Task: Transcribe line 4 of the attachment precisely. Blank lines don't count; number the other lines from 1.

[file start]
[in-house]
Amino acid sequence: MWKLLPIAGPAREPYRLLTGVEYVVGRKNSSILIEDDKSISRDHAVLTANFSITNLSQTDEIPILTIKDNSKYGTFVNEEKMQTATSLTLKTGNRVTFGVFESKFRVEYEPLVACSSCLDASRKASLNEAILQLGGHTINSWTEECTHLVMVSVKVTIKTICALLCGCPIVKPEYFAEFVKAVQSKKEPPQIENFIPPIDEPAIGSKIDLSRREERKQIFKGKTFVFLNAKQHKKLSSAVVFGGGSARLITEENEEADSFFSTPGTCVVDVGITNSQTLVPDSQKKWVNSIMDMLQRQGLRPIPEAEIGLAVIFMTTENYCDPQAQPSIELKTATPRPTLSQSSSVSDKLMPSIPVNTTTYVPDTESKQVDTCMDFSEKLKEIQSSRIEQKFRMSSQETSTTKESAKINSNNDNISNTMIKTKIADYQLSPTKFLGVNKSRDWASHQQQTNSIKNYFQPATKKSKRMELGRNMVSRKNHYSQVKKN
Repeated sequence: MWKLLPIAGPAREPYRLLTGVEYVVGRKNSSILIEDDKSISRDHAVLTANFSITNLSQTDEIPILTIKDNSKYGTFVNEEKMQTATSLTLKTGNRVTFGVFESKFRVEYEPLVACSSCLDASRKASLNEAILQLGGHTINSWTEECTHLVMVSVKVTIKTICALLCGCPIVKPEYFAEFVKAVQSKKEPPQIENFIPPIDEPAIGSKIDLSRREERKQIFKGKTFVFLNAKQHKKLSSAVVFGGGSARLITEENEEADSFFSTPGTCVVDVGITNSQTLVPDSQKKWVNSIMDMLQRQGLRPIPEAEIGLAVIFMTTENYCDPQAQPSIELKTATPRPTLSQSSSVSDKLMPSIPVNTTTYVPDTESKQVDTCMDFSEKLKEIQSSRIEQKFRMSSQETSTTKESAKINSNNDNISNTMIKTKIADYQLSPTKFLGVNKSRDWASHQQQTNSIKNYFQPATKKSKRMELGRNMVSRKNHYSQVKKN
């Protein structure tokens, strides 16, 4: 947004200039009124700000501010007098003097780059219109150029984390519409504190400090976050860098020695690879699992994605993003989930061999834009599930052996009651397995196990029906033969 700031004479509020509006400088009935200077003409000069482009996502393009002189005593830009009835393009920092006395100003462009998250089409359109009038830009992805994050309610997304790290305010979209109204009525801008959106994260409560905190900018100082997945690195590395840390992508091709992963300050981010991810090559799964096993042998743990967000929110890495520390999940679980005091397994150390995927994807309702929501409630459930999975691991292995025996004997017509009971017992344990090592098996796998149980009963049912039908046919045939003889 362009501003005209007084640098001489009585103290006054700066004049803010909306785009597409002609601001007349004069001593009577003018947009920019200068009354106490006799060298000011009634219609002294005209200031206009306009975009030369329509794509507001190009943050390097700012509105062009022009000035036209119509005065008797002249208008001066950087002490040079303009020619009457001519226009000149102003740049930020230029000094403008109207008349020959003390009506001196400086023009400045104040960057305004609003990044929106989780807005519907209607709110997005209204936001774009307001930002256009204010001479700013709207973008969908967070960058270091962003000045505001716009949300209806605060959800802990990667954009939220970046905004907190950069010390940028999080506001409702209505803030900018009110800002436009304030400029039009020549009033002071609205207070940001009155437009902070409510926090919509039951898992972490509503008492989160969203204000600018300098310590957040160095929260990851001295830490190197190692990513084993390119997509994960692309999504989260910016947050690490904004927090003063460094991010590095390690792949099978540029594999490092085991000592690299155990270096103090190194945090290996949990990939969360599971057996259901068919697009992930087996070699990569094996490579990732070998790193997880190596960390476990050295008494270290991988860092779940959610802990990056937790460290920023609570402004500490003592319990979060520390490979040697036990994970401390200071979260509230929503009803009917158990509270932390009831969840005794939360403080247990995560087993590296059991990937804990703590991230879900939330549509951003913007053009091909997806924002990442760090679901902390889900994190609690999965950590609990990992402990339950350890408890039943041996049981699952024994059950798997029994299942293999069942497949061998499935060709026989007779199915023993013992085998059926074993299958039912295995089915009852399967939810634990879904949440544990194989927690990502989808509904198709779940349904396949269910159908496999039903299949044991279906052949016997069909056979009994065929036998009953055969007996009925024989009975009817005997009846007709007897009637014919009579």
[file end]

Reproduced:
């Protein structure tokens, strides 16, 4: 947004200039009124700000501010007098003097780059219109150029984390519409504190400090976050860098020695690879699992994605993003989930061999834009599930052996009651397995196990029906033969 700031004479509020509006400088009935200077003409000069482009996502393009002189005593830009009835393009920092006395100003462009998250089409359109009038830009992805994050309610997304790290305010979209109204009525801008959106994260409560905190900018100082997945690195590395840390992508091709992963300050981010991810090559799964096993042998743990967000929110890495520390999940679980005091397994150390995927994807309702929501409630459930999975691991292995025996004997017509009971017992344990090592098996796998149980009963049912039908046919045939003889 362009501003005209007084640098001489009585103290006054700066004049803010909306785009597409002609601001007349004069001593009577003018947009920019200068009354106490006799060298000011009634219609002294005209200031206009306009975009030369329509794509507001190009943050390097700012509105062009022009000035036209119509005065008797002249208008001066950087002490040079303009020619009457001519226009000149102003740049930020230029000094403008109207008349020959003390009506001196400086023009400045104040960057305004609003990044929106989780807005519907209607709110997005209204936001774009307001930002256009204010001479700013709207973008969908967070960058270091962003000045505001716009949300209806605060959800802990990667954009939220970046905004907190950069010390940028999080506001409702209505803030900018009110800002436009304030400029039009020549009033002071609205207070940001009155437009902070409510926090919509039951898992972490509503008492989160969203204000600018300098310590957040160095929260990851001295830490190197190692990513084993390119997509994960692309999504989260910016947050690490904004927090003063460094991010590095390690792949099978540029594999490092085991000592690299155990270096103090190194945090290996949990990939969360599971057996259901068919697009992930087996070699990569094996490579990732070998790193997880190596960390476990050295008494270290991988860092779940959610802990990056937790460290920023609570402004500490003592319990979060520390490979040697036990994970401390200071979260509230929503009803009917158990509270932390009831969840005794939360403080247990995560087993590296059991990937804990703590991230879900939330549509951003913007053009091909997806924002990442760090679901902390889900994190609690999965950590609990990992402990339950350890408890039943041996049981699952024994059950798997029994299942293999069942497949061998499935060709026989007779199915023993013992085998059926074993299958039912295995089915009852399967939810634990879904949440544990194989927690990502989808509904198709779940349904396949269910159908496999039903299949044991279906052949016997069909056979009994065929036998009953055969007996009925024989009975009817005997009846007709007897009637014919009579």